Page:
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American Apparel Cuts Controversial Founder Dov Charney Out of His Company

Posted on Jun 19, 2014

  Dov Charney shoots a self-portrait in one of his company’s California stores in 2009. flickr/dovcharney (CC-BY-SA)

There was a time, around a decade ago, when American Apparel’s brand seemed to be enhanced, at least on the business side, by the pervy sensibility of its founder and charismatic leader, Dov Charney. Those days have apparently passed.

On Wednesday evening, the company announced that its board had decided to pink-slip Charney after years of financial floundering along with troubling allegations about the former chairman and CEO. The New York Times brought word of the move Thursday:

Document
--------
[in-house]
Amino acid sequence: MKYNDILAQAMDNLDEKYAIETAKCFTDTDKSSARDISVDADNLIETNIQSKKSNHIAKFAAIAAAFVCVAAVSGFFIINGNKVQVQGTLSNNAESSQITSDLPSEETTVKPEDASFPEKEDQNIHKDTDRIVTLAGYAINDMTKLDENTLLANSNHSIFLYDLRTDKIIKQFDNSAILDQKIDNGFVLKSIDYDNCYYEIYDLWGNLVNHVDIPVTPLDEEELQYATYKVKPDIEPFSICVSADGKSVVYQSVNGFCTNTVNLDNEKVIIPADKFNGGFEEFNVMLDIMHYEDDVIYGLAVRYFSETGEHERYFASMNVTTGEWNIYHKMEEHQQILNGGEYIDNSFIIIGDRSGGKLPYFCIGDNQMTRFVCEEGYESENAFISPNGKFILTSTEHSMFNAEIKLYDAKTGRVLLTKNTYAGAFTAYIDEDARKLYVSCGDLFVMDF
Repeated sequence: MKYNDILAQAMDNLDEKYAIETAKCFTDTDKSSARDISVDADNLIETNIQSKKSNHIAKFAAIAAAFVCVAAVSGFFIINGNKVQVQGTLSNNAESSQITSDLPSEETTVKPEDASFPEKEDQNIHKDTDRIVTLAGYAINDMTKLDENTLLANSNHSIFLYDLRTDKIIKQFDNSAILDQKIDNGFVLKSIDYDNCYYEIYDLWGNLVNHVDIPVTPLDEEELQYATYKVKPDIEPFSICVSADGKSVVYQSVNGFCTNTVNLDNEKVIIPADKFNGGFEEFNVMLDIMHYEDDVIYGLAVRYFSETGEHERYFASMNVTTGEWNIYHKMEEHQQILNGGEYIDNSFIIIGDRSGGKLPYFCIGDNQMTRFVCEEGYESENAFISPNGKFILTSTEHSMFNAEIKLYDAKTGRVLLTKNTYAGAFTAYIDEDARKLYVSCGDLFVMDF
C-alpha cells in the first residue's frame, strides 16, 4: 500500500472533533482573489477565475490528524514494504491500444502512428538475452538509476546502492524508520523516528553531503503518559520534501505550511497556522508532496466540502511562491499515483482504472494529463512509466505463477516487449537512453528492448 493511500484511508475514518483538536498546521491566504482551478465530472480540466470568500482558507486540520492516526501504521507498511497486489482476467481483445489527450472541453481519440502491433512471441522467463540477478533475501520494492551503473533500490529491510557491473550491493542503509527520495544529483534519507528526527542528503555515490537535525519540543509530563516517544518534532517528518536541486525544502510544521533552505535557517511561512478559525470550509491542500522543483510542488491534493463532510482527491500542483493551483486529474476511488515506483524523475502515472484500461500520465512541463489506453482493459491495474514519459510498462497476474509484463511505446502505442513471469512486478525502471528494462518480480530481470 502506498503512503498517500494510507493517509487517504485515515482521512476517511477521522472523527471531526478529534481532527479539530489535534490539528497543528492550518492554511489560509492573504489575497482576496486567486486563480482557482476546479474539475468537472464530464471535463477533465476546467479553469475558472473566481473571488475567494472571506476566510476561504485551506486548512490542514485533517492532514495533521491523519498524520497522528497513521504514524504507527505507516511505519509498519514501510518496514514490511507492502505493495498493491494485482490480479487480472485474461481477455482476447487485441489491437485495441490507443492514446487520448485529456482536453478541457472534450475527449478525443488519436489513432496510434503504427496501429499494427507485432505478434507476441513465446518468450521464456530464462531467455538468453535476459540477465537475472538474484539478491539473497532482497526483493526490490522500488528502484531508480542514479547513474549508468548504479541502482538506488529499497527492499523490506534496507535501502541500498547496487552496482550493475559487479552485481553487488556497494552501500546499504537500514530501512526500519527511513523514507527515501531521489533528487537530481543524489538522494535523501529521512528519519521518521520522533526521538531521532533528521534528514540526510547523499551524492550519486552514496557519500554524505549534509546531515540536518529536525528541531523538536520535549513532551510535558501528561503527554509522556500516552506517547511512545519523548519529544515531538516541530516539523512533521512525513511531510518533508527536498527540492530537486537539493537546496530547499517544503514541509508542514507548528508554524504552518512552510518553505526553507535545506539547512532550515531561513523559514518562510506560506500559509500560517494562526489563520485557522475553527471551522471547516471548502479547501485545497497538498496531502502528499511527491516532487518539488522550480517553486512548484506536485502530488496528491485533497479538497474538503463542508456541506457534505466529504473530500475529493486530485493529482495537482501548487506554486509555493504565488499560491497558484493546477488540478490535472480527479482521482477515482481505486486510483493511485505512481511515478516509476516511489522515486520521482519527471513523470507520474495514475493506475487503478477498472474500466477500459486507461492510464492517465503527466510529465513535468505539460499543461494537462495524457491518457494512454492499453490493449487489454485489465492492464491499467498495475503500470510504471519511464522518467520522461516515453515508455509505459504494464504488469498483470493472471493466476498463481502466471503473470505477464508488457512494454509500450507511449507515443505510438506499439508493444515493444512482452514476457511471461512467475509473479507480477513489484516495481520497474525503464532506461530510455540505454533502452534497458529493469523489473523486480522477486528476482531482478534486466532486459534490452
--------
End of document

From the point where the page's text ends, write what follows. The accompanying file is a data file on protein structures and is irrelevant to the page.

According to one company director, Allan Mayer, the move was made amid “an ongoing investigation into alleged misconduct.” It follows years of controversy that have troubled Mr. Charney, including several cases of sexual harassment.

The decision also comes after years of financial underperformance, including times when the company needed rescue financing to stay afloat. Shares in the retailer have fallen 84 percent over the past five years, to 64 cents as of Wednesday’s close.

On an up note, American Apparel stock hopped up to 73 cents Thursday after the news of Charney’s ouster, the Times added.

Meanwhile, The Guardian was at the ready to send Charney off with a detailed report about the sketchy antics that seemed to work for him and his company for a while—until they didn’t anymore.

—Posted by Kasia Anderson

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